Anthropology

Poor predictors

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Science  15 Jul 2016:
Vol. 353, Issue 6296, pp. 259-260
DOI: 10.1126/science.353.6296.259-f

Muscle attachment sites on fossils or bones may not accurately indicate hand activities such as tool use.

PHOTO: CARLOS ANDRE SANTOS/SHUTTERSTOCK

Although it poses a challenge, we have a great interest in understanding the behavior of extinct species. One approach that is commonly used to infer past behavior, especially of hominids, is the reconstruction of muscle anatomy from regions of muscle-to-bone attachment, or entheses, that remain on fossils or bones. Williams-Hatala et al. looked at hands from human cadavers to determine how accurate entheses are for predicting muscle morphology and therefore function. Looking across the measures most often used to infer hand function and tool use in hominids, they found very little correlation between the characteristics of entheses and attached muscle morphology. Because we know little about how entheses are shaped by stress and strain, they argue, caution should be used when extrapolating complex behaviors from these remnants.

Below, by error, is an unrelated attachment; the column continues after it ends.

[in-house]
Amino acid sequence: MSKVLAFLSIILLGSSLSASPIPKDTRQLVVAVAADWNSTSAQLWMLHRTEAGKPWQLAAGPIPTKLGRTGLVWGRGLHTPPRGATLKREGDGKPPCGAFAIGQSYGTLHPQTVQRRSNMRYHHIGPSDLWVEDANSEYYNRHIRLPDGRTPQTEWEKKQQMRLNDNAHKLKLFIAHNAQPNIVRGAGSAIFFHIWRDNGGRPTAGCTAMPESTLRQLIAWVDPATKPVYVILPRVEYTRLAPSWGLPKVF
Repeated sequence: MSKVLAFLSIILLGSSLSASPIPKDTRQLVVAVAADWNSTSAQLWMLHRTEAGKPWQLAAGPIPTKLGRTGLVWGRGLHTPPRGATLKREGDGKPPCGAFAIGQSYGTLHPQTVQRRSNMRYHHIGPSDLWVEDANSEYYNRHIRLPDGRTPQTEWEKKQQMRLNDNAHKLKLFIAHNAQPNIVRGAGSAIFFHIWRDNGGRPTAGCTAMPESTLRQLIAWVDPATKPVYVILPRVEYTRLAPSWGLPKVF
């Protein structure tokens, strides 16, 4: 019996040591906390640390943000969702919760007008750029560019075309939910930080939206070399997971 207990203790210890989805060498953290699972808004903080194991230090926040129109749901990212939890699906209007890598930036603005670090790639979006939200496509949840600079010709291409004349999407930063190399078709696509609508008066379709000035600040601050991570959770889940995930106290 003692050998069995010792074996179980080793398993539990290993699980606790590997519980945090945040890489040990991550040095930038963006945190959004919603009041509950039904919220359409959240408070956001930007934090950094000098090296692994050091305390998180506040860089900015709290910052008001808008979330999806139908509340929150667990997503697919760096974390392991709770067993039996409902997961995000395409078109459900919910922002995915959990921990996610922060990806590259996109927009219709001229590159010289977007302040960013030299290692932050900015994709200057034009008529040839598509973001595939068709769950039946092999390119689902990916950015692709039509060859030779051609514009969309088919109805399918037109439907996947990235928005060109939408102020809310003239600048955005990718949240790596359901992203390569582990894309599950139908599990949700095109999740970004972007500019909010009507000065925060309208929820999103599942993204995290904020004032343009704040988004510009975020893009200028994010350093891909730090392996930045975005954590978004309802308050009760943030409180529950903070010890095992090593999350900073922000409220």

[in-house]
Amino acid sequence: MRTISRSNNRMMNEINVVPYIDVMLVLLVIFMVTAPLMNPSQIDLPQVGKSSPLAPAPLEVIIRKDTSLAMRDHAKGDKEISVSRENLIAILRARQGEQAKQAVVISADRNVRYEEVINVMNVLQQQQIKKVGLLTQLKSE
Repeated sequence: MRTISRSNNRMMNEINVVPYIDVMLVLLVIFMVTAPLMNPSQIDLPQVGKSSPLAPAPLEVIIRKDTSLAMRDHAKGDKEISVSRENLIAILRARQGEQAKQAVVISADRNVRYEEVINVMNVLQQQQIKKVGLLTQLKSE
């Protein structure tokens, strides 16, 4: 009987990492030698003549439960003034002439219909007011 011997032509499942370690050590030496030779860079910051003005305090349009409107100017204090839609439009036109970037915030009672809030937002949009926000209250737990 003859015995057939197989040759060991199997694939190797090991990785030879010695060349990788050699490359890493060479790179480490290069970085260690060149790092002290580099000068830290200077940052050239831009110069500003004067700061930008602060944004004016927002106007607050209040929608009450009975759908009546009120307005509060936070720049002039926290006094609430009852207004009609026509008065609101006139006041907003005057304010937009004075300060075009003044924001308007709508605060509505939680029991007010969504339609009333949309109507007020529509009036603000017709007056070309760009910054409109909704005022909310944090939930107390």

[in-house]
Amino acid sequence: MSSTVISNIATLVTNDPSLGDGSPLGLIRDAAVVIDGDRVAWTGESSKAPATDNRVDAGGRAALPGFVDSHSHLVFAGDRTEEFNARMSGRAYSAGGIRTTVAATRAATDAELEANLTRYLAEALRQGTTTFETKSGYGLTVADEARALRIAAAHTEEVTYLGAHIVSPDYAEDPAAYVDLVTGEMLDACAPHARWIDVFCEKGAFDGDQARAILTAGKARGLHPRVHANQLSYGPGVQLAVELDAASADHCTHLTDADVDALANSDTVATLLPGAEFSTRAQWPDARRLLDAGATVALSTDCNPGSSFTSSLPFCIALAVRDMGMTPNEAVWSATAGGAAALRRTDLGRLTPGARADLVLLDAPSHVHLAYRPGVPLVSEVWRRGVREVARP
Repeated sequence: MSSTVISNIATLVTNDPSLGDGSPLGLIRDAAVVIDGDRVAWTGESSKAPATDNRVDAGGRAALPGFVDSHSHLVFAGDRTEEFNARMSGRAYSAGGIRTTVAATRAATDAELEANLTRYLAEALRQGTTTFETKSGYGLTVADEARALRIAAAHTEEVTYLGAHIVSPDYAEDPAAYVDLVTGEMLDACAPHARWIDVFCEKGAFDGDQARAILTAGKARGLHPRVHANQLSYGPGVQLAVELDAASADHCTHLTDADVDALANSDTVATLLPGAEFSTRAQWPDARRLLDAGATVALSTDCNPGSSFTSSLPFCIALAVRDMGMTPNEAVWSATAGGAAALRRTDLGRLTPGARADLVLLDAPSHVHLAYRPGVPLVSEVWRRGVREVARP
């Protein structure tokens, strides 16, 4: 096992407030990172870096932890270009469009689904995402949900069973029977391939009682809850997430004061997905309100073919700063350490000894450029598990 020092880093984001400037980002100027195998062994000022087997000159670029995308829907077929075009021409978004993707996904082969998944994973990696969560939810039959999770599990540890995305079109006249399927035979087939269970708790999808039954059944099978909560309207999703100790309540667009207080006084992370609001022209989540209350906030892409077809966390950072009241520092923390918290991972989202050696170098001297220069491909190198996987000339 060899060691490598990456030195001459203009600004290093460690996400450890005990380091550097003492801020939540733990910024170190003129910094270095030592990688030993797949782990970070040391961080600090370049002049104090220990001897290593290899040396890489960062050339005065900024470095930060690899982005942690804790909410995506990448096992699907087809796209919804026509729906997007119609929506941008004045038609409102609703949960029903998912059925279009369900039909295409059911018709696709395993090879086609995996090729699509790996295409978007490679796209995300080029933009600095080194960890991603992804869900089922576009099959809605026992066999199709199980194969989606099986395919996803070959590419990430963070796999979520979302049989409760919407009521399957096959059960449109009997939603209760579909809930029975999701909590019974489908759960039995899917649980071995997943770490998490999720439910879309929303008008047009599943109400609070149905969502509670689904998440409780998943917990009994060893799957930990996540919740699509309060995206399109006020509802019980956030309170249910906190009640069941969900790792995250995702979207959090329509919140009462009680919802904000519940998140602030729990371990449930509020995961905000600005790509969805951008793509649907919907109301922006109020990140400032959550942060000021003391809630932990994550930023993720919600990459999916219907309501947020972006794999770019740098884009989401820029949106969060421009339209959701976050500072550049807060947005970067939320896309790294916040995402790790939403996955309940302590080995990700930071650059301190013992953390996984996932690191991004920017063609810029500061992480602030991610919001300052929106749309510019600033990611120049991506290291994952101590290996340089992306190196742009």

Sci. Rep. 10.1038/srep28353 (2016)

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